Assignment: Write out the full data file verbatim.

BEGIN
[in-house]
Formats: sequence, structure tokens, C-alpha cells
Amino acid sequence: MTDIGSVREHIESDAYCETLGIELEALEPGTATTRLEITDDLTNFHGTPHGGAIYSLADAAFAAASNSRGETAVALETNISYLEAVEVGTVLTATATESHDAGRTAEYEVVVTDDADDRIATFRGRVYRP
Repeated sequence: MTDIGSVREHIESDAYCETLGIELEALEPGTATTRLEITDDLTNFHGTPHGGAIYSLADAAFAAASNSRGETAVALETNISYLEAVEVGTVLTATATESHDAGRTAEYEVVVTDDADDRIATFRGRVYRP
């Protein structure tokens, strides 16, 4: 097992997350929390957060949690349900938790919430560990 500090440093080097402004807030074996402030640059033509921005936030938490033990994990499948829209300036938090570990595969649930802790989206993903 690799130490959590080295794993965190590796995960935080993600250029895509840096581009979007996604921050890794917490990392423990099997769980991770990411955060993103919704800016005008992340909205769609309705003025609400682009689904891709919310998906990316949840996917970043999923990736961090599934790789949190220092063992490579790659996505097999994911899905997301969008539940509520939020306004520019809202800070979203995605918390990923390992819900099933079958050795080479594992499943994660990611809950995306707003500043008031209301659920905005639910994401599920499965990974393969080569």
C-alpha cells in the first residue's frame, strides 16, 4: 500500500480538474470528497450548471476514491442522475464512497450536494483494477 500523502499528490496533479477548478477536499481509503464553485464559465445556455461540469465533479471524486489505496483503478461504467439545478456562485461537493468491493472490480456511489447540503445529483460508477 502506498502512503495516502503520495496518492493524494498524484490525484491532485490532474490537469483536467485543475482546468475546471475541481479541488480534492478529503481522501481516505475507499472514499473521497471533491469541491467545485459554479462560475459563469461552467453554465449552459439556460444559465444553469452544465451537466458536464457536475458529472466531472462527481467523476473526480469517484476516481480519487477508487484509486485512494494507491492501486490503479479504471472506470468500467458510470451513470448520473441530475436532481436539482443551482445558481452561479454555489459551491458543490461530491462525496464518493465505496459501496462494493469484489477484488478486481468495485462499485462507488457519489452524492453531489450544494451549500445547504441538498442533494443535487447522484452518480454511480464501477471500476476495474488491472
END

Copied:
[in-house]
Formats: sequence, structure tokens, C-alpha cells
Amino acid sequence: MTDIGSVREHIESDAYCETLGIELEALEPGTATTRLEITDDLTNFHGTPHGGAIYSLADAAFAAASNSRGETAVALETNISYLEAVEVGTVLTATATESHDAGRTAEYEVVVTDDADDRIATFRGRVYRP
Repeated sequence: MTDIGSVREHIESDAYCETLGIELEALEPGTATTRLEITDDLTNFHGTPHGGAIYSLADAAFAAASNSRGETAVALETNISYLEAVEVGTVLTATATESHDAGRTAEYEVVVTDDADDRIATFRGRVYRP
């Protein structure tokens, strides 16, 4: 097992997350929390957060949690349900938790919430560990 500090440093080097402004807030074996402030640059033509921005936030938490033990994990499948829209300036938090570990595969649930802790989206993903 690799130490959590080295794993965190590796995960935080993600250029895509840096581009979007996604921050890794917490990392423990099997769980991770990411955060993103919704800016005008992340909205769609309705003025609400682009689904891709919310998906990316949840996917970043999923990736961090599934790789949190220092063992490579790659996505097999994911899905997301969008539940509520939020306004520019809202800070979203995605918390990923390992819900099933079958050795080479594992499943994660990611809950995306707003500043008031209301659920905005639910994401599920499965990974393969080569």
C-alpha cells in the first residue's frame, strides 16, 4: 500500500480538474470528497450548471476514491442522475464512497450536494483494477 500523502499528490496533479477548478477536499481509503464553485464559465445556455461540469465533479471524486489505496483503478461504467439545478456562485461537493468491493472490480456511489447540503445529483460508477 502506498502512503495516502503520495496518492493524494498524484490525484491532485490532474490537469483536467485543475482546468475546471475541481479541488480534492478529503481522501481516505475507499472514499473521497471533491469541491467545485459554479462560475459563469461552467453554465449552459439556460444559465444553469452544465451537466458536464457536475458529472466531472462527481467523476473526480469517484476516481480519487477508487484509486485512494494507491492501486490503479479504471472506470468500467458510470451513470448520473441530475436532481436539482443551482445558481452561479454555489459551491458543490461530491462525496464518493465505496459501496462494493469484489477484488478486481468495485462499485462507488457519489452524492453531489450544494451549500445547504441538498442533494443535487447522484452518480454511480464501477471500476476495474488491472